I just want to add one final note before I get started. I’ve not even been working with wood for a month, so it goes without saying but I’ll say it explicitly anyway - I’m obviously a total newb and don’t know what I’m talking about yet! These are just the things I’ve learned in my first month. In six months or a year I plan on revisiting this post to see what I agree with, and what I learned. It’s important to write this with the perspective of a Joey (in the context of the cinematic genius that is Hackers not like a baby kangaroo) - someone who is new and wide-eyed. I want to learn everything, and what I’m going to share with you is just what I’ve learned so far.
Lesson #1 - “Sucking at something is the first step to becoming sorta good at something” - Jake the dog, Adventure Time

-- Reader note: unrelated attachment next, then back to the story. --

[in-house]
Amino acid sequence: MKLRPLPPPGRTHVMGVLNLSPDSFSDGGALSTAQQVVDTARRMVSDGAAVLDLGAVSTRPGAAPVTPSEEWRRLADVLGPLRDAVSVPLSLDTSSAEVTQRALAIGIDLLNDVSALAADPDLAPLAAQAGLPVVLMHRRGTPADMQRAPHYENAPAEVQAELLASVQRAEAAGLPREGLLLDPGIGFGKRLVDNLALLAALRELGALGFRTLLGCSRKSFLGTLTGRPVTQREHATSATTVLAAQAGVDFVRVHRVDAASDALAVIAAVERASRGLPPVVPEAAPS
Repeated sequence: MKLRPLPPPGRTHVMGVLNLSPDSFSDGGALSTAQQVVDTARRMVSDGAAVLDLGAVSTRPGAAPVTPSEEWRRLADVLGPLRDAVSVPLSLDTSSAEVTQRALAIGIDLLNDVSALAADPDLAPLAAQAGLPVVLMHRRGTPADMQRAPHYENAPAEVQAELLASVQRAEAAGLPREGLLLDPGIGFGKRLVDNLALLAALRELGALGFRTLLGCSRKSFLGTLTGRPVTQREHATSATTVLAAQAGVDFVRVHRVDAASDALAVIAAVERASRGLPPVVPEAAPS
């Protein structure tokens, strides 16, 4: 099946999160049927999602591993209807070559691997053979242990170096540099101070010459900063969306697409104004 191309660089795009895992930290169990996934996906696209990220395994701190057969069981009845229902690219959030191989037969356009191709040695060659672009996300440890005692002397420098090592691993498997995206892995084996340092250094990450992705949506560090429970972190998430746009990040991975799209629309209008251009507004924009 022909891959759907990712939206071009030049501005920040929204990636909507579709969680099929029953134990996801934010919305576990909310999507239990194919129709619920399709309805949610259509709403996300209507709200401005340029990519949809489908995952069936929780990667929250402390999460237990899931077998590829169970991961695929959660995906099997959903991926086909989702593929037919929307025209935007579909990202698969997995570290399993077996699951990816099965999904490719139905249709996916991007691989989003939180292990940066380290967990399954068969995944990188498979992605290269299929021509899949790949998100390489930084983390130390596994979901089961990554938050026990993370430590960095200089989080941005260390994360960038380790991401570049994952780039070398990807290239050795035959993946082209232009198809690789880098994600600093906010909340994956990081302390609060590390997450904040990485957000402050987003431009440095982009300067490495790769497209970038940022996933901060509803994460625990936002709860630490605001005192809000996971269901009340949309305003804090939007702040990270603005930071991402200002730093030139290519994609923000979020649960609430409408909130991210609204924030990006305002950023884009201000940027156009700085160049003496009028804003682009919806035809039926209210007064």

Adventure Time is/was a great show that had many valuable lessons to teach us. One of those lessons I mention above, and I have absolutely been learning this in my garage. So far I am on the fourth version of the handle for my mallet, and either the second or third version of the head. If I am being totally honest with you, dear reader, when I first started I wasn’t entirely sure how to make the chisel cut the wood. I’d watched a few videos from Wood by Wright on YouTube, and you can find some of that content here, and then I went to Lowe’s and bought some tools and wood. I didn’t even realize that the first couple of tries building the handle was hard because I used the cheapest, crappiest, and most crummy free wood that was given to me. It was full of knots and was really hard to work with. Once I switched to better wood the job got substantially easier. I will go into more detail on this point in lesson three, but it is important to share it here as well because in the beginning of doing something you may not even realize you are doing something stupid.